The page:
In conclusion, Sideways is a noteworthy film, probably one of the smartest and most well-written independent films I have ever seen. Similar to the power of the indie genre, Sideways strives with strong characterization, engaging humor, and charm. Though I believe the film could have been bolder and more daring, Sideways is a special occasion in which we can understand the way we live our lives and discover ourselves. If one thinks about it long enough, the reasoning behind the film being called Sideways will slowly unfold. It is a clever technique of delivery. Finally, be sure to occupy yourself with a nice bottle of wine during the film. You will need it afterwards.

Apollo 18 (2011)


Posted by Maria Mills | Posted on 7:05 PM | Posted in

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Movie Review written by: Born Movie Reviews
RT Critics Rating: 2.5/10

Born Movie Reviews' Rating: 4/10

APOLLO 18 (2011) - Gonzalo López-Gallego

Throughout the years of the movie industry, many "found footage" movies have been continuously made. By now, it is unwise to make another one, unless one has a terrific idea with a well-written script. Apollo 18 comes forward as an ingenious idea that came to be terribly executed. It is similar to being given an aesthetic golden spoon and then using it to cut a steak.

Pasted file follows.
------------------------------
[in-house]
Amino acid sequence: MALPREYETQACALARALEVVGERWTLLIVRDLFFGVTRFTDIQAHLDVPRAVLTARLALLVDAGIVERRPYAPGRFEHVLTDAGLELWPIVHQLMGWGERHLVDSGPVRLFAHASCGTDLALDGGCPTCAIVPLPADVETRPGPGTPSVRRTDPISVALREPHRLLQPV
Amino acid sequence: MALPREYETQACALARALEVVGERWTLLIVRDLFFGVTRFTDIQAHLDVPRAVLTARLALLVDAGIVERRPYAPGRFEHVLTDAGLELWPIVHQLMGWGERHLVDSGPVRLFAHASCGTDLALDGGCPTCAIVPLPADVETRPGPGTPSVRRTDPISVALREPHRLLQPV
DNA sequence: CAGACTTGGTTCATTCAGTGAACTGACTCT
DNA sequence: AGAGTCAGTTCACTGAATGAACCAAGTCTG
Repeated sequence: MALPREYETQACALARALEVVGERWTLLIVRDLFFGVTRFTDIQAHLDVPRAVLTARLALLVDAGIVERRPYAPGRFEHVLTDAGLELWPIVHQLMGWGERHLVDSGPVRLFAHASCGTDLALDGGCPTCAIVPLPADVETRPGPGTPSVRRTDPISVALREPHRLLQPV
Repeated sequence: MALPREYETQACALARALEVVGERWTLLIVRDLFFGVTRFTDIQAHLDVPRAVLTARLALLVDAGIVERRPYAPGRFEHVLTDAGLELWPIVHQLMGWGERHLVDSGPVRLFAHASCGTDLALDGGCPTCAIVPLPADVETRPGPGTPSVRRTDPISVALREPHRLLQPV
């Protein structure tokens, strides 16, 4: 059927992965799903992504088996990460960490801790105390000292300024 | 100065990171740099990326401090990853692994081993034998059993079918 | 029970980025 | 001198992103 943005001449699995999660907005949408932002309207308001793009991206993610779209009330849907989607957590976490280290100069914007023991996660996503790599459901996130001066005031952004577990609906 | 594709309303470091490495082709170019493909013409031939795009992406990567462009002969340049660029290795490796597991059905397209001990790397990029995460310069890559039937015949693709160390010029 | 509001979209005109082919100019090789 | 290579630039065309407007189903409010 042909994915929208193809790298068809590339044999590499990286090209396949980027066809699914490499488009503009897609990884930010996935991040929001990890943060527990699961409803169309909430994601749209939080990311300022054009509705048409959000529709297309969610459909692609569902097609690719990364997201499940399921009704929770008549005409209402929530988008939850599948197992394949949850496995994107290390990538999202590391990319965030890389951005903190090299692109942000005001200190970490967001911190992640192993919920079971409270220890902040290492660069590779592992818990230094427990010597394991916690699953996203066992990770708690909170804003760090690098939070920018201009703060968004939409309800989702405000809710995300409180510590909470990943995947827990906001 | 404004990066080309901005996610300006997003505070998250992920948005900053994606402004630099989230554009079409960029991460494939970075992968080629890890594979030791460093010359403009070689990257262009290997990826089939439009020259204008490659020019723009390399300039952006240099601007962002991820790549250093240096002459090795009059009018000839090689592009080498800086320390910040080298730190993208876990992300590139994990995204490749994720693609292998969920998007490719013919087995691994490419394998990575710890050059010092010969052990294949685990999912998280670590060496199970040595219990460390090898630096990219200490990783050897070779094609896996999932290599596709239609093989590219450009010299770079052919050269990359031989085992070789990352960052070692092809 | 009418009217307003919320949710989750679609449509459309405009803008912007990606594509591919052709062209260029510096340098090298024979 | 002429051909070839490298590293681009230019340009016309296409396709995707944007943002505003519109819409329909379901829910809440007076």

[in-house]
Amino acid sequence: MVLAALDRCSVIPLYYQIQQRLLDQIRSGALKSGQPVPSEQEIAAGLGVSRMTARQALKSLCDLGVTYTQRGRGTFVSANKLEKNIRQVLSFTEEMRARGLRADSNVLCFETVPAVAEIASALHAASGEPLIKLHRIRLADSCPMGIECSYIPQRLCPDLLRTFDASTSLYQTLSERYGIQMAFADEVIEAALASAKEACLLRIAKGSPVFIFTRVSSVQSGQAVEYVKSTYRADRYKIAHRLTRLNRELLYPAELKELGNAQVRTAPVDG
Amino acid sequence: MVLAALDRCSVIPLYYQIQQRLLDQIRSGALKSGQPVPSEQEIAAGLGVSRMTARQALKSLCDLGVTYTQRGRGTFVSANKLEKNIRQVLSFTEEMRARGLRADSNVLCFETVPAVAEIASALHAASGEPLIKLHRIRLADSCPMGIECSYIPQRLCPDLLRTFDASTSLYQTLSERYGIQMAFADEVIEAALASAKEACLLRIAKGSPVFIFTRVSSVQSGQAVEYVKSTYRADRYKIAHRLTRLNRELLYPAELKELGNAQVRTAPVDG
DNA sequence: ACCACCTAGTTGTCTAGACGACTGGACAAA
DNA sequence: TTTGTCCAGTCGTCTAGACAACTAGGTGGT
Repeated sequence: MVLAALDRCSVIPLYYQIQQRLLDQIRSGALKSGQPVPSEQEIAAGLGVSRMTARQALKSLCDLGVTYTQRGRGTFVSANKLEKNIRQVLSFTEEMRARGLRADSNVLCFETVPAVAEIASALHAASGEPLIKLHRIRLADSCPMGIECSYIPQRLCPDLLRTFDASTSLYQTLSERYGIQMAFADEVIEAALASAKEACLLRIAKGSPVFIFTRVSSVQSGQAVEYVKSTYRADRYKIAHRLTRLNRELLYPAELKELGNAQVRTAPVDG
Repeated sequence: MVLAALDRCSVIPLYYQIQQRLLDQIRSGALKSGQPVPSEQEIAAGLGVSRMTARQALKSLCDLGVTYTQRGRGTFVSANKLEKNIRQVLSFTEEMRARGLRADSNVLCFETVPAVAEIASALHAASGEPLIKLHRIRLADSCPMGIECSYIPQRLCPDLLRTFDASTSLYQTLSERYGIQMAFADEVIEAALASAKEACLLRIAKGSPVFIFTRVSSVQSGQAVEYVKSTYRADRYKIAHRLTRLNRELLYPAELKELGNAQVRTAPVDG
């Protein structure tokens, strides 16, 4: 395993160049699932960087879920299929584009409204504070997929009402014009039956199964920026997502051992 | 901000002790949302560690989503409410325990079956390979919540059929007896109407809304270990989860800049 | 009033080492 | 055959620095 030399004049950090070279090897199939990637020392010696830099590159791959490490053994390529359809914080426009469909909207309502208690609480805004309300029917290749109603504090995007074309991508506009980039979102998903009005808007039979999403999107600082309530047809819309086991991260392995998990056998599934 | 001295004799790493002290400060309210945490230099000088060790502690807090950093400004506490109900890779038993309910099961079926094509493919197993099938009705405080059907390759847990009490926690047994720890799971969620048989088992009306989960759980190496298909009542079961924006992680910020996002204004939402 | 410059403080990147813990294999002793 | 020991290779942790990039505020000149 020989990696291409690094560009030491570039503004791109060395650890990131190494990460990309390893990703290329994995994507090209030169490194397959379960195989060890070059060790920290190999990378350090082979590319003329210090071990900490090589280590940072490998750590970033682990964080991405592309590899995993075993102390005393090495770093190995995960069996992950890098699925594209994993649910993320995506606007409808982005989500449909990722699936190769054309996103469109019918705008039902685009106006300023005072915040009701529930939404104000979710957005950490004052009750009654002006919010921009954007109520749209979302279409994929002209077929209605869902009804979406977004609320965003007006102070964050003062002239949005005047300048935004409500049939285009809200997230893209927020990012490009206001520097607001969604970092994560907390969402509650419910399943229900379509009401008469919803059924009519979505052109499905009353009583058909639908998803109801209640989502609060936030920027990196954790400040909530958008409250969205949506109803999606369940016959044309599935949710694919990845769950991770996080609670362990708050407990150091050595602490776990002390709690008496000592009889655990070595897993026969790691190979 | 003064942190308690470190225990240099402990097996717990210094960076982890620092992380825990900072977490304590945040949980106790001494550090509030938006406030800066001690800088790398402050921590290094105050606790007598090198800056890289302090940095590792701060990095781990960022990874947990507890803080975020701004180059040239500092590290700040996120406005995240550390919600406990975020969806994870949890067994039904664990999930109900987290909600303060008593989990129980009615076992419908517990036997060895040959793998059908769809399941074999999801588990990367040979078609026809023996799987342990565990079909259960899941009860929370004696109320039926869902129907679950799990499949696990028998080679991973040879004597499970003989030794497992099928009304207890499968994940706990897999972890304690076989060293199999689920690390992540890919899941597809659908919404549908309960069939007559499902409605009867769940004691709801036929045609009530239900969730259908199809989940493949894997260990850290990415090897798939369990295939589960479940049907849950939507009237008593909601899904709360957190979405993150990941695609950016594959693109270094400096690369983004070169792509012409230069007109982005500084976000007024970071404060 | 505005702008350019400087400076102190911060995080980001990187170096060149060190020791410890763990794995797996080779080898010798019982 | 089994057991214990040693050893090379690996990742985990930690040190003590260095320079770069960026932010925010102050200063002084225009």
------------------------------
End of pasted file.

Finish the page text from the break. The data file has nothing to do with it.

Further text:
Apollo 18, 19, and 20 are the most recent landing missions in the chronicle of Moon missions. Unfortunately, all of them were cancelled before ever being launched. Apollo 18 is a fictional film that stresses on the idea that the cancelled Apollo 18 mission actually landed on the moon in December 1974 but never returned, and as a result the United States has never launched another expedition to the Moon. Like The Blair Witch ProjectApollo 18 was shot in a "found-footage style," made supposedly as the lost footage of the Apollo 18 mission.